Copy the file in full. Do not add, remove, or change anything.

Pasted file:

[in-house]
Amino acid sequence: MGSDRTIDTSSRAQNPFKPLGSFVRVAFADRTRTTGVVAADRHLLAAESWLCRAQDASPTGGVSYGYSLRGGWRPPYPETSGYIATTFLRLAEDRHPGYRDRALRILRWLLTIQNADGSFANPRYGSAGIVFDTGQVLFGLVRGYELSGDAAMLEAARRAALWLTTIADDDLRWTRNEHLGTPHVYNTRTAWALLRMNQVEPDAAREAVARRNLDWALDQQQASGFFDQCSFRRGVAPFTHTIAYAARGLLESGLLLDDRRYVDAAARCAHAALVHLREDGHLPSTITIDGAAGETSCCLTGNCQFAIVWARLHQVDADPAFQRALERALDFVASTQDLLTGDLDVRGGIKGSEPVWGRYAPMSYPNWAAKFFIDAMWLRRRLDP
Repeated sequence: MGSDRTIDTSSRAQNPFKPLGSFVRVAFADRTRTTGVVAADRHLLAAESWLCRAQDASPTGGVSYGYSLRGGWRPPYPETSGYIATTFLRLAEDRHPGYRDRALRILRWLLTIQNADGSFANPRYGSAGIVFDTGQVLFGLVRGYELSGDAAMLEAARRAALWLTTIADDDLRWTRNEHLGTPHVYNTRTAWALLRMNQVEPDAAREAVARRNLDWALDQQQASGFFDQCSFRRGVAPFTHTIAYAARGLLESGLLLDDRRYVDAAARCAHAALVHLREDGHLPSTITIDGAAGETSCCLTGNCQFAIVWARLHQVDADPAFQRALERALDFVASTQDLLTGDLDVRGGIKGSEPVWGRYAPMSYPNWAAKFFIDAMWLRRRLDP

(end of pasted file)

[in-house]
Amino acid sequence: MGSDRTIDTSSRAQNPFKPLGSFVRVAFADRTRTTGVVAADRHLLAAESWLCRAQDASPTGGVSYGYSLRGGWRPPYPETSGYIATTFLRLAEDRHPGYRDRALRILRWLLTIQNADGSFANPRYGSAGIVFDTGQVLFGLVRGYELSGDAAMLEAARRAALWLTTIADDDLRWTRNEHLGTPHVYNTRTAWALLRMNQVEPDAAREAVARRNLDWALDQQQASGFFDQCSFRRGVAPFTHTIAYAARGLLESGLLLDDRRYVDAAARCAHAALVHLREDGHLPSTITIDGAAGETSCCLTGNCQFAIVWARLHQVDADPAFQRALERALDFVASTQDLLTGDLDVRGGIKGSEPVWGRYAPMSYPNWAAKFFIDAMWLRRRLDP
Repeated sequence: MGSDRTIDTSSRAQNPFKPLGSFVRVAFADRTRTTGVVAADRHLLAAESWLCRAQDASPTGGVSYGYSLRGGWRPPYPETSGYIATTFLRLAEDRHPGYRDRALRILRWLLTIQNADGSFANPRYGSAGIVFDTGQVLFGLVRGYELSGDAAMLEAARRAALWLTTIADDDLRWTRNEHLGTPHVYNTRTAWALLRMNQVEPDAAREAVARRNLDWALDQQQASGFFDQCSFRRGVAPFTHTIAYAARGLLESGLLLDDRRYVDAAARCAHAALVHLREDGHLPSTITIDGAAGETSCCLTGNCQFAIVWARLHQVDADPAFQRALERALDFVASTQDLLTGDLDVRGGIKGSEPVWGRYAPMSYPNWAAKFFIDAMWLRRRLDP